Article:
I want to increase my focus on adding to the kingdom of God. Doing so is requiring me to get out of my comfortable place and jump over into some uncharted waters that make me squirm a little.  So that’s kinda where I am in life right now. Just squirming around outside of my comfort zone. Trying to find a spot to get comfy enough to serve effectively but not so comfortable that he will ask me to move again too soon. God is asking for more of me than only what is comfortable and what comes naturally. Because if I fill my times of service with comfortable things,  then there is no time left for reaching outside of my zone. And outside of my zone seems to be where I find those who are really searching for the Savior, and where I grow as a person and in my relationship with Him.

Island Life: When God Says G0

Our family at the airport  the day we moved to St. Vincent in March 2005.

As a young married couple with two little ones, our family spent two years living on the island of St. Vincent in the West Indies. Here’s the story of the day I knew we’d move there.

Nathan and I were full-time missionaries serving with Wycliffe Bible Translators. We had helped finished up a project in Peru where we sort of got our feet wet with translation and oral Bible story projects. Now we were ready to oversee a new project of our own, and were praying about where God would have us go.

There were many days and months of raising up prayer and financial support where I could not answer the important question: Where are y’all going?  Nothing makes you feel like an idiot without a plan more than not being able to answer this question. But God first asked us simply to GO, and we said yes. Remember when God said to Abram, “Go to the land I will show you”? Genesis 12 He asked him to leave his family and his country and go somewhere, but he didn’t tell him where. Our experience was a lot like that. We didn’t know  where we’d be going for a long while. Then we learned about some island projects our organization wanted to start using oral Bible story methods. We were asked to consider if this would be a fit for our family. So in November, Nathan and I visited the island of St. Vincent to see what we thought. This was my first time to leave both kids, who were 3 and 1 at the time. Yep,  I went all out and left for a third-world country for our first little getaway.

This was a scouting trip to meet with the people on the island who were asking for someone to come, to learn what it was like there and to see if we thought we could live there. After an overnight and a meeting with some church leaders in the main town, a pastor came to pick Nathan and me up to drive us to his village an hour and a half away. This was my first travel of this long and winding road that followed the coast all the way from the city to the village of Sandy Bay, where we would later live. I had no idea all the trips that were to come. In a few months, I’d travel that winding road on a bus with a very sick child in my lap. Read the story here. In a year, I’d travel that winding road holding a paper bag, as I’d be very nauseated and pregnant with our 3rd child.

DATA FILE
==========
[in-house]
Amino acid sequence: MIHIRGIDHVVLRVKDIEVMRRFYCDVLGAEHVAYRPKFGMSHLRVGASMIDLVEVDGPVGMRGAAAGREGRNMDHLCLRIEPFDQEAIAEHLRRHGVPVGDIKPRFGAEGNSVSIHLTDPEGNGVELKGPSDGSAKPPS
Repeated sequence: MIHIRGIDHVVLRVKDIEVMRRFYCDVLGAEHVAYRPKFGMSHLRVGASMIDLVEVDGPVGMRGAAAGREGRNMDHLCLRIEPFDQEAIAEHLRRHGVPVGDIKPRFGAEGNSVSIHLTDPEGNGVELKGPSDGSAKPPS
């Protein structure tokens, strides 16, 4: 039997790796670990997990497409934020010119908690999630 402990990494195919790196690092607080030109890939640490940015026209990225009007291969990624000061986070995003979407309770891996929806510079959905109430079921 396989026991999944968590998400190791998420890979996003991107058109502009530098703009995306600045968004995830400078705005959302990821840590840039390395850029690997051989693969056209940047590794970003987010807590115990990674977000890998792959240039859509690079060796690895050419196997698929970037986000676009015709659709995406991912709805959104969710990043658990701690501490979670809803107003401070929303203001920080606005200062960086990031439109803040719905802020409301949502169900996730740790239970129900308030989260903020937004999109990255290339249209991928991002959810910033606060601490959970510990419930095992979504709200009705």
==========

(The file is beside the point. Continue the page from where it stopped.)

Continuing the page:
Nathan sat in the front with the pastor and made conversation. I was in the back seat, taking in the new sights and listening to them talk. And then suddenly without any warning I was having a moment. It got dark quickly during that drive, and I was completely  lost in my own little divine meeting with God there in the backseat of this old car. It was an overwhelming point in time of God speaking to me, where everything converged and felt so strongly all at once. In that moment, I felt the urgency of getting God’s word into this language. I felt love and deep compassion for a people that I hadn’t yet connected with. I felt God say, “THIS. This is your place. Your task, your mission, your where. This is the land I wanted to show you.” I knew in that moment that I would be moving my family there. I immediately started sobbing and trying to hide it, which worked okay because it was dark and I was by that point so not a part of the conversation happening up front. I knew what God was asking of me, and I knew that I had to obey. It doesn’t mean that I felt all happy about it in the moment because I knew obedience would be hard. I  knew there would be a cost, and I looked around and understood in this seemingly strange and unfamiliar place a lot about what that cost would be.

I did not say anything about this to Nathan for a little while, because I knew that God was also speaking to him in his own way and time and I didn’t want to interfere with that.  But there was no doubt in my mind that we were going to be “island people”, and we soon talked about it and confirmed that God had made this clear to both of us. So we went back home and spent the next four months preparing for a big family adventure in St. Vincent.